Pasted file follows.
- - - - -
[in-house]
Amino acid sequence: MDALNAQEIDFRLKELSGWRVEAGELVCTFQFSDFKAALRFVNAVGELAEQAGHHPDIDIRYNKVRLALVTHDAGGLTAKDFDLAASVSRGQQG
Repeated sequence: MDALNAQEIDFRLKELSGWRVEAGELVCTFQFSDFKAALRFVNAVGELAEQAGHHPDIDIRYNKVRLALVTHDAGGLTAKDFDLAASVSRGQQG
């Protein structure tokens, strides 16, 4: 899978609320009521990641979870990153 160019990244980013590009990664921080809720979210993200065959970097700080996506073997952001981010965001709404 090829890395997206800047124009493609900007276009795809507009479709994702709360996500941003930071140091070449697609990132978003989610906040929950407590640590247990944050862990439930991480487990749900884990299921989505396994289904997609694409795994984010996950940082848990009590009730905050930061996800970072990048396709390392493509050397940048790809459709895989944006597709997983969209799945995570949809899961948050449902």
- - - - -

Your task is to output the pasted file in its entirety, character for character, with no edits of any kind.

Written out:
[in-house]
Amino acid sequence: MDALNAQEIDFRLKELSGWRVEAGELVCTFQFSDFKAALRFVNAVGELAEQAGHHPDIDIRYNKVRLALVTHDAGGLTAKDFDLAASVSRGQQG
Repeated sequence: MDALNAQEIDFRLKELSGWRVEAGELVCTFQFSDFKAALRFVNAVGELAEQAGHHPDIDIRYNKVRLALVTHDAGGLTAKDFDLAASVSRGQQG
């Protein structure tokens, strides 16, 4: 899978609320009521990641979870990153 160019990244980013590009990664921080809720979210993200065959970097700080996506073997952001981010965001709404 090829890395997206800047124009493609900007276009795809507009479709994702709360996500941003930071140091070449697609990132978003989610906040929950407590640590247990944050862990439930991480487990749900884990299921989505396994289904997609694409795994984010996950940082848990009590009730905050930061996800970072990048396709390392493509050397940048790809459709895989944006597709997983969209799945995570949809899961948050449902």